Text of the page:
With RMI-IIOP load balancing, IIOP client requests are distributed to different server instances or name servers, which spreads the load evenly across the cluster, providing scalability. IIOP load balancing combined with EJB clustering and availability also provides EJB failover.
When a client performs a JNDI lookup for an object, the Naming Service essentially binds the request to a particular server instance. From then on, all lookup requests made from that client are sent to the same server instance, and thus all EJBHome objects will be hosted on the same target server. Any bean references obtained henceforth are also created on the same target host. This effectively provides load balancing, since all clients randomize the list of target servers when performing JNDI lookups. If the target server instance goes down, the lookup or EJB method invocation will failover to another server instance.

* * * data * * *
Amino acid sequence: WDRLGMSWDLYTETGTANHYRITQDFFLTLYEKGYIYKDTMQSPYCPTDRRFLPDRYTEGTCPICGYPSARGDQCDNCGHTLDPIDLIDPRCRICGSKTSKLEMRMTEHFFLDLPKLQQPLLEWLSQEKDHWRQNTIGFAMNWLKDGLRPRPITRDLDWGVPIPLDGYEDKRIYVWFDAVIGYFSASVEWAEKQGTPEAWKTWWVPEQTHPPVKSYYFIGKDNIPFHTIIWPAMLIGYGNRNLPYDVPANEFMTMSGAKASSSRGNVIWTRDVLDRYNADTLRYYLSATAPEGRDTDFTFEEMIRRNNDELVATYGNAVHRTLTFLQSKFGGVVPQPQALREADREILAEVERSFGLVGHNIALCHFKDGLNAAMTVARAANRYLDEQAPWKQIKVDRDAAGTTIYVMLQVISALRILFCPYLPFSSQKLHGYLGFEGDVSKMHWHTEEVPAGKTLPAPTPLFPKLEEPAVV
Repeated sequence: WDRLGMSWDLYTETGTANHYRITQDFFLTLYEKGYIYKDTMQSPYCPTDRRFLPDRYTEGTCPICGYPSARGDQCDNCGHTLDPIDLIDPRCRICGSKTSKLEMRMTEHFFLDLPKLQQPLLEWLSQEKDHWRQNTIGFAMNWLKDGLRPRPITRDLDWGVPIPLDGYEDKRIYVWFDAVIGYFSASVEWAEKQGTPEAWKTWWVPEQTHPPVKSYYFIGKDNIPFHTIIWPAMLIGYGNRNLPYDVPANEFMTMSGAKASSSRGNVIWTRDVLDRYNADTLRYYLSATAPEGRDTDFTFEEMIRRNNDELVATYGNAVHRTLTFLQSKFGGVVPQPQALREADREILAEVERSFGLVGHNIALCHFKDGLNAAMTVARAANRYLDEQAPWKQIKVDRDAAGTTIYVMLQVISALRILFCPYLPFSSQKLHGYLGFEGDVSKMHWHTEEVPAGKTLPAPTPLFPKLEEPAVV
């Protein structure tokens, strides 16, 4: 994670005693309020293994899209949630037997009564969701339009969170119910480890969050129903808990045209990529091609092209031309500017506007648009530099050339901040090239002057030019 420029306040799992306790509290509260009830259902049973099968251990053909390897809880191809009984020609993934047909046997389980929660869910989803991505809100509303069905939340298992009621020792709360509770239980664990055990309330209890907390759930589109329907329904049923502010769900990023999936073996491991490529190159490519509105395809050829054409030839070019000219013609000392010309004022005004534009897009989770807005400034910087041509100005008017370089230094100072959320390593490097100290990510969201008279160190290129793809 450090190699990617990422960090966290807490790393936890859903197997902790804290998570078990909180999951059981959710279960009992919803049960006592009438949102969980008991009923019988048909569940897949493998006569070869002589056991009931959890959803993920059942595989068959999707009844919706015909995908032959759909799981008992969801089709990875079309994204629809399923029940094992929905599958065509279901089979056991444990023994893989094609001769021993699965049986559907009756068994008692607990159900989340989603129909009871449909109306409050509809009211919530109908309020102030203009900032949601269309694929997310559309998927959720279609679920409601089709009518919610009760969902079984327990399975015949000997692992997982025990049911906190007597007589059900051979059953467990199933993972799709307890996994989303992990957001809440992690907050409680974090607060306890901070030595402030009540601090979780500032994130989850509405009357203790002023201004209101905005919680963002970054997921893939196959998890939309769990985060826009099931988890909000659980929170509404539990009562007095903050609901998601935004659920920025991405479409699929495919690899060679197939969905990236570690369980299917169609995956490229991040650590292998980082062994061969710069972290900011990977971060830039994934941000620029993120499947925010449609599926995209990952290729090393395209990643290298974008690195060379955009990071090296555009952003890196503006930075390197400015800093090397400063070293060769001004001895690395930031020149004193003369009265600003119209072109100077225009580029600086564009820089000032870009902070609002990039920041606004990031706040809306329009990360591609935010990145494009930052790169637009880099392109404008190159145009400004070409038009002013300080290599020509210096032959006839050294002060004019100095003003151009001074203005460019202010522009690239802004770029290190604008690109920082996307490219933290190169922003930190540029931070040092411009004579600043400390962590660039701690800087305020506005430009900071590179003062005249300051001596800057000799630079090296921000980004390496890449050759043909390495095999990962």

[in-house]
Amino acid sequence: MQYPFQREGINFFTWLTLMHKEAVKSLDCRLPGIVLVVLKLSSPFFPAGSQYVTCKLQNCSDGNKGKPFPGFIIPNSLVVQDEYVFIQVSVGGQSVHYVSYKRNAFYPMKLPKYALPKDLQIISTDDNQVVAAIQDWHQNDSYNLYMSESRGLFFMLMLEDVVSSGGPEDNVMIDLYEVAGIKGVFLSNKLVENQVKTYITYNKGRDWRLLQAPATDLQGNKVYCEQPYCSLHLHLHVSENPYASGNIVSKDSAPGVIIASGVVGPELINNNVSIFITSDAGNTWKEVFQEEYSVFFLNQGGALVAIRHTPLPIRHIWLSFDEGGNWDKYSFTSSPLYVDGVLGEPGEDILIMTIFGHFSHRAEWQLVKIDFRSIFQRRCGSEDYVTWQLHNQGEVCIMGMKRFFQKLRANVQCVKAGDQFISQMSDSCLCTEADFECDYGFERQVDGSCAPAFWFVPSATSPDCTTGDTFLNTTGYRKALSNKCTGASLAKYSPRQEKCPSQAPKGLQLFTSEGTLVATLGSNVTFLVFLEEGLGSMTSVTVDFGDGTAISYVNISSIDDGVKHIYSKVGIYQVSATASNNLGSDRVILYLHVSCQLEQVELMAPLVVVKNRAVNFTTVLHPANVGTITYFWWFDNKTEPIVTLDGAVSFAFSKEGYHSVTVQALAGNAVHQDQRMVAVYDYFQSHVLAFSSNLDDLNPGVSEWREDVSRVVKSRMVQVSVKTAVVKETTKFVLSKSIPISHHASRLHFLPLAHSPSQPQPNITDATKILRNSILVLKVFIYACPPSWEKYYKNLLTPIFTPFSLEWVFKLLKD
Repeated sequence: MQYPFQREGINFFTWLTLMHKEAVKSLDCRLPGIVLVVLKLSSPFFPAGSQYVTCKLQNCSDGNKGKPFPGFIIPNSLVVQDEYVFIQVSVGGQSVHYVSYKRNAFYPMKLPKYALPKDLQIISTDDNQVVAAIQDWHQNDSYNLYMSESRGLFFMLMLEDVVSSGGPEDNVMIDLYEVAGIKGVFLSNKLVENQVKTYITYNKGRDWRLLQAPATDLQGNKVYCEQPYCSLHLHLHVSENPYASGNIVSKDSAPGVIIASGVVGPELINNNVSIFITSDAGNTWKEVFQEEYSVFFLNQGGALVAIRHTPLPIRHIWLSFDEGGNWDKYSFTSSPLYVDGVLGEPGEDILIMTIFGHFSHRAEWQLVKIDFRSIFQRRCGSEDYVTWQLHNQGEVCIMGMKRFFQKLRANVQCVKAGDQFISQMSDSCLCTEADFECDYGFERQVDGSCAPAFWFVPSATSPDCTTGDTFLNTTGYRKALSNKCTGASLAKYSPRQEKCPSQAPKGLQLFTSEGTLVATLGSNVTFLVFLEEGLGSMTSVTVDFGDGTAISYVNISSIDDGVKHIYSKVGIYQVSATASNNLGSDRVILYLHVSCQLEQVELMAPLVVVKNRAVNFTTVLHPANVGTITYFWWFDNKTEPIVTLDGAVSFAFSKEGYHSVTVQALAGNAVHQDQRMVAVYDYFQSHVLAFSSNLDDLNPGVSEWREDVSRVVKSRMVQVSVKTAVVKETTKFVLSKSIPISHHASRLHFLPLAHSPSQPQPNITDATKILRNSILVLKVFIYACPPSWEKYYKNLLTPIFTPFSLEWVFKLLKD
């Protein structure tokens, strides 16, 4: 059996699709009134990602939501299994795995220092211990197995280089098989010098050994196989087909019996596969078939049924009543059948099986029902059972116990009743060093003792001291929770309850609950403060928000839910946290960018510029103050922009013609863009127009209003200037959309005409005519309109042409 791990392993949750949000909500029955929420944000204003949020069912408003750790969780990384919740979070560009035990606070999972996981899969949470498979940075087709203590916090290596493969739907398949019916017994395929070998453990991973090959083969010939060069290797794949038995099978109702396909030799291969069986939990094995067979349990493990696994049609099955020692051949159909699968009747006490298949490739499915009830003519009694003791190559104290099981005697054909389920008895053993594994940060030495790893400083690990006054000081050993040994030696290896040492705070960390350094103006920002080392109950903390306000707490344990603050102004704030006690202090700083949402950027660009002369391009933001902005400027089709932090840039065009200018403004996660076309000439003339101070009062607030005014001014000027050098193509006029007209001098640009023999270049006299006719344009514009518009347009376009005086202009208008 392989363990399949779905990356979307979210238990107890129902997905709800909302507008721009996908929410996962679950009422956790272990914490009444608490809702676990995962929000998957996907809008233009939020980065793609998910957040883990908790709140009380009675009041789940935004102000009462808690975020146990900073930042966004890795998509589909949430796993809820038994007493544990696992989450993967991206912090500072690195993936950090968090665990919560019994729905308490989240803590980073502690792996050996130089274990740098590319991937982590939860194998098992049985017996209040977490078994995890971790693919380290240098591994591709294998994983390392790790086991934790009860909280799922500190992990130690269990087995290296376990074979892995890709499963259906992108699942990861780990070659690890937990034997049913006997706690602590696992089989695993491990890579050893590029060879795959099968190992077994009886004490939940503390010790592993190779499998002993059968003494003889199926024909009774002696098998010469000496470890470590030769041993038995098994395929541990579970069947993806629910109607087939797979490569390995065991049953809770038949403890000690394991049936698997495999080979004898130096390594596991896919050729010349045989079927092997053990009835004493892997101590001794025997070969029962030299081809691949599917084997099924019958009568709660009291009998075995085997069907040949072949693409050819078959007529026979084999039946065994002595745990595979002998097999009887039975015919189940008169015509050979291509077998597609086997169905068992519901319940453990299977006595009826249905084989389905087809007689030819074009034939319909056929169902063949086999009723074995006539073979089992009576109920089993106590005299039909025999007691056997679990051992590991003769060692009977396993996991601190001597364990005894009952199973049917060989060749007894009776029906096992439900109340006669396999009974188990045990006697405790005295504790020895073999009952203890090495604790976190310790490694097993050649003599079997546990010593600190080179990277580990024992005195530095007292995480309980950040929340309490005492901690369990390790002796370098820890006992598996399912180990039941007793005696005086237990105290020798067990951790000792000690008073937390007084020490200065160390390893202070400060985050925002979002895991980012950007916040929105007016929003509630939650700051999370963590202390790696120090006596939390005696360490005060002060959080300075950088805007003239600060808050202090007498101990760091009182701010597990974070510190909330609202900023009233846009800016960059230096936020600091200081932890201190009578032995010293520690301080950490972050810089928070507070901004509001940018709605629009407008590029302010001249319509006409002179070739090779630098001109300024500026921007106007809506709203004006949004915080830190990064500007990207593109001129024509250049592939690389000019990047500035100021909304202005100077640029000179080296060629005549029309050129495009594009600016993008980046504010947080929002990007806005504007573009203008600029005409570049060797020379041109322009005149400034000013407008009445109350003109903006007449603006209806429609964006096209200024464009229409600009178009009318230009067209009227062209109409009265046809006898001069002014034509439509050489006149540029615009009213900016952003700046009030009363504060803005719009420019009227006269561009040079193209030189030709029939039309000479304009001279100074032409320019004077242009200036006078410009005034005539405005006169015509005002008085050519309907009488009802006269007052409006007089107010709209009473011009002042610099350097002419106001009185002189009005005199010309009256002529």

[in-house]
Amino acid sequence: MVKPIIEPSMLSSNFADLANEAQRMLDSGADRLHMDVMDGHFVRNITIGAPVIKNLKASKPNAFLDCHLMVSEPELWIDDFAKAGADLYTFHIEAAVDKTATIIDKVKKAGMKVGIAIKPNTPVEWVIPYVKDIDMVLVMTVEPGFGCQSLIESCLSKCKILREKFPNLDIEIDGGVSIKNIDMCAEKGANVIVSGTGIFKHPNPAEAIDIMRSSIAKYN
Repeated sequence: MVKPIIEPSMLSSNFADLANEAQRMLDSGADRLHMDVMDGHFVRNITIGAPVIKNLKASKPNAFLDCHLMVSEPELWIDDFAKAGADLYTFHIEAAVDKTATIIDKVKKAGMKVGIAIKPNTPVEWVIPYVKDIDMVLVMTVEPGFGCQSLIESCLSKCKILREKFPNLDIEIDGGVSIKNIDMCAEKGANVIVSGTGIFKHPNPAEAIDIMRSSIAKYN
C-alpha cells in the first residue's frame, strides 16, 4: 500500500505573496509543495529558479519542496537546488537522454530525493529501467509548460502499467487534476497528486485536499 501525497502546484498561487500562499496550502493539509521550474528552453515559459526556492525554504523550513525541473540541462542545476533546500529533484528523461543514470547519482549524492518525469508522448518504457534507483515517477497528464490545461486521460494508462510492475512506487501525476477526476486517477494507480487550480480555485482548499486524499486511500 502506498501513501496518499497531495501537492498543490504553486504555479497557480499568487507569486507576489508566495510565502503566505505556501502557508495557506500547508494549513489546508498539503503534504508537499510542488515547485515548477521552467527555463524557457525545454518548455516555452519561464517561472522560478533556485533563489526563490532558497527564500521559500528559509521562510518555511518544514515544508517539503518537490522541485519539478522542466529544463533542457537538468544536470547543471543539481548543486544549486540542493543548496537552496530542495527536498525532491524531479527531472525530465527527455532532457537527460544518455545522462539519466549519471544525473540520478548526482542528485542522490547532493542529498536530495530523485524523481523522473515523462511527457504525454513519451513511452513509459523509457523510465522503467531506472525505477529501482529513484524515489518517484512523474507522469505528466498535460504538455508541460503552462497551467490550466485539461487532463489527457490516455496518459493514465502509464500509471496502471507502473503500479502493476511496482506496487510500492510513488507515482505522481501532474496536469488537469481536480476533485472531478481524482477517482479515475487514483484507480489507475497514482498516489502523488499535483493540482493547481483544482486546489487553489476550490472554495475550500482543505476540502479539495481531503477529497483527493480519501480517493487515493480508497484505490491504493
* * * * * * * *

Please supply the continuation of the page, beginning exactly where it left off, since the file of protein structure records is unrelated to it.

IIOP Load balancing and failover happens transparently. No special steps are needed during application deployment. If the Enterprise Server instance on which the application client is deployed participates in a cluster, the Enterprise Server finds all currently active IIOP endpoints in the cluster automatically. However, a client should have at least two endpoints specified for bootstrapping purposes, in case one of the endpoints has failed.
For more information on RMI-IIOP load balancing and failover, see Chapter 11, RMI-IIOP Load Balancing and Failover.